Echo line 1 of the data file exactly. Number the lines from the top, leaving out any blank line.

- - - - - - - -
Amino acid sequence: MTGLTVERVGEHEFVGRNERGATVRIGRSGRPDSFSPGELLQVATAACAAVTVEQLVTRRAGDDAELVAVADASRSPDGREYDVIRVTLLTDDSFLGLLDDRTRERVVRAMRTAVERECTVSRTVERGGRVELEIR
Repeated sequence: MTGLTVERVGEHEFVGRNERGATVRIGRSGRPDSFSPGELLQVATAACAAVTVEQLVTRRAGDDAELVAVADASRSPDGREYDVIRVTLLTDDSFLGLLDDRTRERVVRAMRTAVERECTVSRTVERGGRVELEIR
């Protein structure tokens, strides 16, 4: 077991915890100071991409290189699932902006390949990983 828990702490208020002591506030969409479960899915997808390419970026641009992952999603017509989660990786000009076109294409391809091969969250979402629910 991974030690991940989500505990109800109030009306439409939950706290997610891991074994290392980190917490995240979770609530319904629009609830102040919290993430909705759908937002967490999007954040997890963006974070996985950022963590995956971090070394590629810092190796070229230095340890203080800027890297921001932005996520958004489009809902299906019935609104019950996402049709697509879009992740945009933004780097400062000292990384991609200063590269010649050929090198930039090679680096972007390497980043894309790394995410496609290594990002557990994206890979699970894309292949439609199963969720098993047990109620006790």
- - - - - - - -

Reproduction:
Amino acid sequence: MTGLTVERVGEHEFVGRNERGATVRIGRSGRPDSFSPGELLQVATAACAAVTVEQLVTRRAGDDAELVAVADASRSPDGREYDVIRVTLLTDDSFLGLLDDRTRERVVRAMRTAVERECTVSRTVERGGRVELEIR